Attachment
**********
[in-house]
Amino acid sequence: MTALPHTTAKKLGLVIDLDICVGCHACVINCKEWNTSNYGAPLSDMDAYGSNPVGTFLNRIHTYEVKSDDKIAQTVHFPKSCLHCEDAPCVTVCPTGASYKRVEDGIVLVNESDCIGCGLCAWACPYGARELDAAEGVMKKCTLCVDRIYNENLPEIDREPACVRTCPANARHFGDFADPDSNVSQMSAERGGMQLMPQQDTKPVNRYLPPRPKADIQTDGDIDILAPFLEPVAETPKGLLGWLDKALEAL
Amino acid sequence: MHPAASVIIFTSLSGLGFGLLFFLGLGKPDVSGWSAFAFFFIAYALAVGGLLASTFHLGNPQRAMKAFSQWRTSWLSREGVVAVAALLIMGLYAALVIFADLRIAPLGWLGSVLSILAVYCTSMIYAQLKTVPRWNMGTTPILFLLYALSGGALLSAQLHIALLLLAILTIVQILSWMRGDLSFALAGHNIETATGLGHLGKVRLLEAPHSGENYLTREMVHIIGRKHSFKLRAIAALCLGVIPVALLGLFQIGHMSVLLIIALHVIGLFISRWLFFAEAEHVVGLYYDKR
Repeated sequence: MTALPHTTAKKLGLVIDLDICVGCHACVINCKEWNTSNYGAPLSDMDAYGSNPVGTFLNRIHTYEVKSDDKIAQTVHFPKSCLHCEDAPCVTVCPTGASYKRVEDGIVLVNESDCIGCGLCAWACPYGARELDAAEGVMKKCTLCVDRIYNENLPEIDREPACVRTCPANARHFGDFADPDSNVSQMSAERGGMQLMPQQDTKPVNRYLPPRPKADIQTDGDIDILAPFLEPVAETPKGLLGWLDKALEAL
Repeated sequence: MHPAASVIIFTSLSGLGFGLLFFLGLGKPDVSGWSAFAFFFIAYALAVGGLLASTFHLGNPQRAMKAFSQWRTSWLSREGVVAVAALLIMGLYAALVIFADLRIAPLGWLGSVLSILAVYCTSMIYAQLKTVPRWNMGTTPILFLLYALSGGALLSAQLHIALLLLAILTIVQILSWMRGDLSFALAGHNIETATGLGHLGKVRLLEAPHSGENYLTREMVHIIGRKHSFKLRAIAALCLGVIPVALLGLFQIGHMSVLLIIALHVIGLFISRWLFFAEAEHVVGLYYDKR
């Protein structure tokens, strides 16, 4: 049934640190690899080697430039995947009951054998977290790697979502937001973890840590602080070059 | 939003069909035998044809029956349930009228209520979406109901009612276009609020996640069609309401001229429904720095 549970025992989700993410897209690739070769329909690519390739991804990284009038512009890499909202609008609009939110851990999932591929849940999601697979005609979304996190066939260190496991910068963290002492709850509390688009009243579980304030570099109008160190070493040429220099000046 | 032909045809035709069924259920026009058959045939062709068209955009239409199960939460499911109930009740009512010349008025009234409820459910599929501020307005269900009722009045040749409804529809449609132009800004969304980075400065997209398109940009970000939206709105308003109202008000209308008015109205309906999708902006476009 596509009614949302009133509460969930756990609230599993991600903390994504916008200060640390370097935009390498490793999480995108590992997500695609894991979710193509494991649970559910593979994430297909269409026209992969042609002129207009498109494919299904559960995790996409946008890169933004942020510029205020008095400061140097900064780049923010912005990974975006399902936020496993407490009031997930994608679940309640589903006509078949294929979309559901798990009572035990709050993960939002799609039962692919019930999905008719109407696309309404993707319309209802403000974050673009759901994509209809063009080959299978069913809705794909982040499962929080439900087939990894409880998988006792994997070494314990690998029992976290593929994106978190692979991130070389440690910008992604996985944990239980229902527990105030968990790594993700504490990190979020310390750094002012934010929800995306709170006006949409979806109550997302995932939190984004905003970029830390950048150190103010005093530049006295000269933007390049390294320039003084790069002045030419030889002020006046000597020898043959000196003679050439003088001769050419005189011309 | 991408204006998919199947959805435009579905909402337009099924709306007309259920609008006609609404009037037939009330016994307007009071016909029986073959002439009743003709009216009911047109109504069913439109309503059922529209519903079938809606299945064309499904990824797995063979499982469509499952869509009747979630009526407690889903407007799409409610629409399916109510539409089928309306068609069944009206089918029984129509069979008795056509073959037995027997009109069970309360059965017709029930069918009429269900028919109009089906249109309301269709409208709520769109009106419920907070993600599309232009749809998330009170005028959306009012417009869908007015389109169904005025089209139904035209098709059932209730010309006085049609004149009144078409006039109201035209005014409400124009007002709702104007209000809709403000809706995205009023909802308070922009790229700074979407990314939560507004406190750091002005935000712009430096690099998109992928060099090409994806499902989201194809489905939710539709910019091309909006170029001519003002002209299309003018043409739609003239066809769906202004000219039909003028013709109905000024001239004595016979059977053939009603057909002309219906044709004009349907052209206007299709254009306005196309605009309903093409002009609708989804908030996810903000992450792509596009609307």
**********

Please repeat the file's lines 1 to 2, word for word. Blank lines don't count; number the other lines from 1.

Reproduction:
[in-house]
Amino acid sequence: MTALPHTTAKKLGLVIDLDICVGCHACVINCKEWNTSNYGAPLSDMDAYGSNPVGTFLNRIHTYEVKSDDKIAQTVHFPKSCLHCEDAPCVTVCPTGASYKRVEDGIVLVNESDCIGCGLCAWACPYGARELDAAEGVMKKCTLCVDRIYNENLPEIDREPACVRTCPANARHFGDFADPDSNVSQMSAERGGMQLMPQQDTKPVNRYLPPRPKADIQTDGDIDILAPFLEPVAETPKGLLGWLDKALEAL